Soon after arriving at UW-Madison, Mary and her students began studying groundwater-surface water interaction at several lakes in northern Wisconsin, as part of the NSF’s Long Term Ecological Research (LTER) program. At a time when quantitative analysis was the exception rather than the rule, Mary realized the power of groundwater modeling and used it as a primary tool in her research. The continuing work in this area has led to numerous publications, including the three most recent ones cited for the Meinzer Award: Long- and short-term transience in a groundwater/lake system in Wisconsin, USA (Journal of Hydrology, 1993, vol. 145); Simulating the influence of lake position on groundwater fluxes (Water Resources Research, 1994, vol. 30, no. 7), both with Xiangxue Cheng; and Groundwater inflow measurements in wetland systems (Water Resources Research, 1996, vol. 32, no. 3), with Randy Hunt and Dave Krabbenhoft. This research by Mary and her students has provided invaluable insights into the role of groundwater in controlling the hydrological, geochemical and ecological evolution of lakes and wetland systems. Equally important, their work has established a quantitative and multidisciplinary framework for studying groundwater-surface water interactions which combines computer modeling with field measurements of hydrological and geochemical data.

Mary became interested in the influence of aquifer heterogeneity on groundwater flow and contaminant transport early in her career. Her landmark paper "Using models to simulate the movement of contaminants through groundwater systems", published in 1979, pointed out many of the conceptual and numerical pitfalls associated with modeling contaminant transport in heterogeneous aquifers. This paper continues to be cited in journal articles as a framework for the study of contaminant transport. Many of the points discussed in the paper are as applicable today as they were 20 years ago. In 1989, Mary published a paper in GSA Bulletin entitled "Hydrogeologic facies models to delineate large-scale spatial trends in glacial and glaciofluvial sediments"; this paper represents one of the finest examples of ingenious thinking on how to deal with aquifer heterogeneity, and has had an enormous impact on subsequent research in this area. Later, Mary and her student Erik Webb adapted geologic depositional models to generate internally consistent hydraulic conductivity fields for use in groundwater models. This work led to several publications including the fourth paper cited for the Meinzer Award: Simulations of preferential flow in three dimensional heterogeneous conductivity fields with realistic internal architecture (Water Resources Research, 1996, vol. 32, no. 3). This pioneering work has paved the way for much ongoing research in this exciting area.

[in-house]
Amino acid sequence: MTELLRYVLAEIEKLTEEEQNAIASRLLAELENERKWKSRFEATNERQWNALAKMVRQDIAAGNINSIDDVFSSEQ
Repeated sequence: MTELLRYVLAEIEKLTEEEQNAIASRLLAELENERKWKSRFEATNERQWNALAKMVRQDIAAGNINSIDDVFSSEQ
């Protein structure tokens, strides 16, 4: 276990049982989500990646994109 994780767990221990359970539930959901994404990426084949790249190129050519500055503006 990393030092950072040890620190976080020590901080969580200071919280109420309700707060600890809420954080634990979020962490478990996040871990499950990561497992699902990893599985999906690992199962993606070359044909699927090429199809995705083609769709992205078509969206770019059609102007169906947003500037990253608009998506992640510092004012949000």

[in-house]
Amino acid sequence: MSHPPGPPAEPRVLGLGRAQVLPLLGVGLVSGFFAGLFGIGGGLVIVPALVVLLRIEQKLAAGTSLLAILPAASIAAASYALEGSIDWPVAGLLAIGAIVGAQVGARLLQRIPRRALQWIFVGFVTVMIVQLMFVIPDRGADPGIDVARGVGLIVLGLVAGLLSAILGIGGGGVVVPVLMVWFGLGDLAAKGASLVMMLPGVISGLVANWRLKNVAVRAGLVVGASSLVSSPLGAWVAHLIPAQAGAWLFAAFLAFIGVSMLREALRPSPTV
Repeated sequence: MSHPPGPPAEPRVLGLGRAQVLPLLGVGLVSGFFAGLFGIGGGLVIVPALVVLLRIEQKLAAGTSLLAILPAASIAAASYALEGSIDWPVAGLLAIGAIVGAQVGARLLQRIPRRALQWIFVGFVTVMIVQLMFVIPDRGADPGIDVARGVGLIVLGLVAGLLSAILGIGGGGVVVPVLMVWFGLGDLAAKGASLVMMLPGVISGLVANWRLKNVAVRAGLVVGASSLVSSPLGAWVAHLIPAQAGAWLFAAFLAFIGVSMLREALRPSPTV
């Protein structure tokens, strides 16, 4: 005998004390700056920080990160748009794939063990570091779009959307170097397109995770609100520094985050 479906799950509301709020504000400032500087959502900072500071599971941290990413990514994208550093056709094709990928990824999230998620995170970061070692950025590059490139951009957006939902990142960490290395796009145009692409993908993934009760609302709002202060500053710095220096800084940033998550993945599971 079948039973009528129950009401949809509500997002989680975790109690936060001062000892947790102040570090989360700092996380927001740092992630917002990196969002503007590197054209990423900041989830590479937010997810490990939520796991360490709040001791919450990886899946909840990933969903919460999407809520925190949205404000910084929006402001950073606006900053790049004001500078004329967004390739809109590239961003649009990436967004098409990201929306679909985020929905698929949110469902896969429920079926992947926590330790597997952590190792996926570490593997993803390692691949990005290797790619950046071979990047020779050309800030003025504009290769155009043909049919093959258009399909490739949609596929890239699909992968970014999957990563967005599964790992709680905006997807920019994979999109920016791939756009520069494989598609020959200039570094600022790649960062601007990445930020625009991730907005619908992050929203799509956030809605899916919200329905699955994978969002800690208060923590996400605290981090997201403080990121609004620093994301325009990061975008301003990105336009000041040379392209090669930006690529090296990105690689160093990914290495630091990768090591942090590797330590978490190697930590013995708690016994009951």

The name "Mary Anderson" has become synonymous with "groundwater modeling" because of her two popular textbooks on groundwater modeling, Introduction to Groundwater Modeling: Finite Difference and Finite Element first published in 1982 with Herb Wang, and Applied Groundwater Modeling: Simulation of Flow and Advective Transport published in 1990 with Bill Woessner. The exemplary clarity and the clever mixture of concepts and short computer codes in the first book have helped thousands learn the fundamentals of groundwater modeling, while the lucid presentation and careful synthesis of a vast amount of information have turned the second book into the standard reference work for conducting groundwater modeling studies.

In conclusion, I congratulate the Hydrogeology Division Award Panel for selecting Mary Anderson as the recipient of the 1998 O.E. Meinzer Award, for few are as richly deserving of this recognition as Mary. Please join me in congratulating Mary for her remarkable achievements both as a researcher and as an educator.